You may recall in the last post I said I hacked up the plywood some.  On the right side rivet in this picture, you can see where I glued in a small piece of wood to fill the hole.  The rivet tabs need to have enough material to 'lock' on to, so I patched that hole .

Not perfect, but they're tight and functional.

Now we apply some contact cement to put the linking back on.

And clamp it down with C-clamps and some cauls.

I now have a small box full of cauls for guitar repair...and case repair.  It's nice to just grab one and put it to use.

Note the scrap wood cauls on the outside of the case too - we don't want to mark that up after all this work.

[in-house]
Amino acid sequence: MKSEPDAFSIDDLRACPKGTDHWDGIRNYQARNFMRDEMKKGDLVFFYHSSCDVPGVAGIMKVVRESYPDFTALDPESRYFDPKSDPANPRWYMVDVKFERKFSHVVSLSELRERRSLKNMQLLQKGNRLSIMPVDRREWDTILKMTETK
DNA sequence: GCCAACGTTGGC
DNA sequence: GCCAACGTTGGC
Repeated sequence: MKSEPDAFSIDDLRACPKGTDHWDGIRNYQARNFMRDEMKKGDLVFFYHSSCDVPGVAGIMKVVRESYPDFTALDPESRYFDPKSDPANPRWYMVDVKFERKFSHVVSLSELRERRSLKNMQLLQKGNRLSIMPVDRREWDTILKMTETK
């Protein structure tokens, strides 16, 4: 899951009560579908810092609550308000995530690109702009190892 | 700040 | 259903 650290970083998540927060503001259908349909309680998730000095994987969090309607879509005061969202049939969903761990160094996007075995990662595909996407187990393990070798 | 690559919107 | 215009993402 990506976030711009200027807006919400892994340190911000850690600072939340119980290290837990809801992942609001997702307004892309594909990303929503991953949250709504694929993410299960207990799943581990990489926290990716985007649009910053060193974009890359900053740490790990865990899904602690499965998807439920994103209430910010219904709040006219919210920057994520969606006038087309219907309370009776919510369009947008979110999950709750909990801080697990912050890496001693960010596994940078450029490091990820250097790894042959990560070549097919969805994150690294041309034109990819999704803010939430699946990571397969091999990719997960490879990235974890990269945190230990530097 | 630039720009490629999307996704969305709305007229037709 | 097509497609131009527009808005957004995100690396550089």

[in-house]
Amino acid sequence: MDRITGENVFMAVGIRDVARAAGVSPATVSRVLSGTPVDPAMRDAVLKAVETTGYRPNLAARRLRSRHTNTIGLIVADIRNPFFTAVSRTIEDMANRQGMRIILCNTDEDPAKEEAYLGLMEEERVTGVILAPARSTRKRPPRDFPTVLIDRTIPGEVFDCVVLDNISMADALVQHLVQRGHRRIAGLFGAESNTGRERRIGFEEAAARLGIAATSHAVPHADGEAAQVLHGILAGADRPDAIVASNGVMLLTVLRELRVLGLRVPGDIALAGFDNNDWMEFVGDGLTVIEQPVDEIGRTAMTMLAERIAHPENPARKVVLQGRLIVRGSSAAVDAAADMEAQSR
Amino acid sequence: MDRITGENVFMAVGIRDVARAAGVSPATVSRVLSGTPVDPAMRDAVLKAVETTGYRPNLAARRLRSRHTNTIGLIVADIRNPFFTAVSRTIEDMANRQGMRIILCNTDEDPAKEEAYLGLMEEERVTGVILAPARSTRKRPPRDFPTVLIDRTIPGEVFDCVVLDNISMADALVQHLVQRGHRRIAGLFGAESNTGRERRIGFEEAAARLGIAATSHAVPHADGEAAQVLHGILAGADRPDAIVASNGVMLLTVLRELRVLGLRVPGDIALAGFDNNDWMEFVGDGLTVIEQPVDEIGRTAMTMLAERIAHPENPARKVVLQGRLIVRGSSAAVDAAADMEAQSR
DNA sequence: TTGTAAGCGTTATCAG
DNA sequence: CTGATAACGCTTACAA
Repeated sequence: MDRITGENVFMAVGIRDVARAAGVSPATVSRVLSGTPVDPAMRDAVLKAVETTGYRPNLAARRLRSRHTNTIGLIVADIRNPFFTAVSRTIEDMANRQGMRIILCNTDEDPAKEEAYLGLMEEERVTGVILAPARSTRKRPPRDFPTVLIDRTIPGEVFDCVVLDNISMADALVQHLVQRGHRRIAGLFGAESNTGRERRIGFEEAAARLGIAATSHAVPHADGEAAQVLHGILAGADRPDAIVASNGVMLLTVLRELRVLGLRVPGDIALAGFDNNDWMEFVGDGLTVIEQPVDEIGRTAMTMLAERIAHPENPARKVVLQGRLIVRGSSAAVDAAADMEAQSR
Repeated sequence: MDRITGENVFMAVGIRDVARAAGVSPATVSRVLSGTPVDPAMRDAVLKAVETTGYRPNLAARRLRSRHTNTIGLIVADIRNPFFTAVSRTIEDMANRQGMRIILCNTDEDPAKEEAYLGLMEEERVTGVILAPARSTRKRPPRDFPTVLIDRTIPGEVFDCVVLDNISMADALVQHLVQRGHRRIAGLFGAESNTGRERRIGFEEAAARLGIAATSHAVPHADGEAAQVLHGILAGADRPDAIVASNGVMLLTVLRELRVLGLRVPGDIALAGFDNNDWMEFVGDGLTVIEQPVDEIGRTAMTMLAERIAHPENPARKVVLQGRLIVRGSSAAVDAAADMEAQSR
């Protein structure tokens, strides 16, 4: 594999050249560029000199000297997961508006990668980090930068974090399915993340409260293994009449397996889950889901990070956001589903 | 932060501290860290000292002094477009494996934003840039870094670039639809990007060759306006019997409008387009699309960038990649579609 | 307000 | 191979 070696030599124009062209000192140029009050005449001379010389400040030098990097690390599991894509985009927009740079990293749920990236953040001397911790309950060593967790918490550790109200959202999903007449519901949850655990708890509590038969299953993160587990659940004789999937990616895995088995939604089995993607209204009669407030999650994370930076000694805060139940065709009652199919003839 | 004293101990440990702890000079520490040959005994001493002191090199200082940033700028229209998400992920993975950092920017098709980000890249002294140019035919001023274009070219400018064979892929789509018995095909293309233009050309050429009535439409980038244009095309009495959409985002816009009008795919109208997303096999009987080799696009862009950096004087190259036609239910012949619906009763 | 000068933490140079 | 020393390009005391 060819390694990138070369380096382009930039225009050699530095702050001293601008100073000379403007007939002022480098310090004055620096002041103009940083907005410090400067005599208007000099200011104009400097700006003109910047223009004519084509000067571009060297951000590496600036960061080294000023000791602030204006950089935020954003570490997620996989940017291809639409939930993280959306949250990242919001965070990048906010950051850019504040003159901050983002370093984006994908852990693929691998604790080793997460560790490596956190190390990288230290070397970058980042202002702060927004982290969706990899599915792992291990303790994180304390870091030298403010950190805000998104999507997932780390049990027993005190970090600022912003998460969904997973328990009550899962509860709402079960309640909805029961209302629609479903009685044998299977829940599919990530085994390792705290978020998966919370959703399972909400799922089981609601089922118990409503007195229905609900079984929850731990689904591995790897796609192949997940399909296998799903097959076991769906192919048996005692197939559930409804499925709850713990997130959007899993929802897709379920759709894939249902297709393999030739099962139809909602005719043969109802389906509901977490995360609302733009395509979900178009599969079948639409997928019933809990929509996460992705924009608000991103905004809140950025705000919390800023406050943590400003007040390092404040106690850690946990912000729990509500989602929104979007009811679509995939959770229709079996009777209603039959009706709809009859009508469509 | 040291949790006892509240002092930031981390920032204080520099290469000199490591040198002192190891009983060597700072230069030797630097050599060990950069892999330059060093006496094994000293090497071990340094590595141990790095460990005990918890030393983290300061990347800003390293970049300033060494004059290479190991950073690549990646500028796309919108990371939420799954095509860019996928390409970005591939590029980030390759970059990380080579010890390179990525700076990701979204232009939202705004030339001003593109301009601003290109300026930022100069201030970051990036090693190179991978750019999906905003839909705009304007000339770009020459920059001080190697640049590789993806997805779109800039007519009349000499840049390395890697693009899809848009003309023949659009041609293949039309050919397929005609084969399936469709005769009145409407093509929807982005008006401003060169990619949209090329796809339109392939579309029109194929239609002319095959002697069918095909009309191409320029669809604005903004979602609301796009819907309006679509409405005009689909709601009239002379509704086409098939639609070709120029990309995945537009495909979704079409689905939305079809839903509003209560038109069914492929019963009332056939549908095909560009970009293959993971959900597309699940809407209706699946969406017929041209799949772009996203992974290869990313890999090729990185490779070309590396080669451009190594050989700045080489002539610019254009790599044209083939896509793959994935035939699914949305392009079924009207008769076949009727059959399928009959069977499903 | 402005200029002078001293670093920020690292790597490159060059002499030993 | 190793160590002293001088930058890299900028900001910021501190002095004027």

The bracket for the handle from the outside.

I polished up the hardware.  Now it looks presentable.  I used nickel-plated rivets to match the hardware.

Isn't this better than using a nut and bolt?  I think so.

Here's the inside showing the reglued lining.  The lining's pretty worn, but it's still functional.

The lining on the bottom the case is very thin.  So thin, in fact, that the ukulele's tuners have rubbed through it in a couple spots in the headstock area.  So I cut a foam pad to fit it so it won't rub there.

I covered it with some vintage-looking green felt using contact cement to adhere it to the foam.

I'm going to make a couple more foam pads to stick around the curved part of the case too.

Here's the Gibson TU back in the case.  You can see some gaps around the ukulele - I'll make more felt-covered pieces to put in there.

The finished handle repair.  This is a 'sausage-shaped' handle I got from Elderly Instruments.  Looks appropriately 'vintage' for the case I think.

You can get replacement handles that will just buckle onto the case hardware, but I think a proper handle looks much better.


Removing a Vintage Instrument Case Handle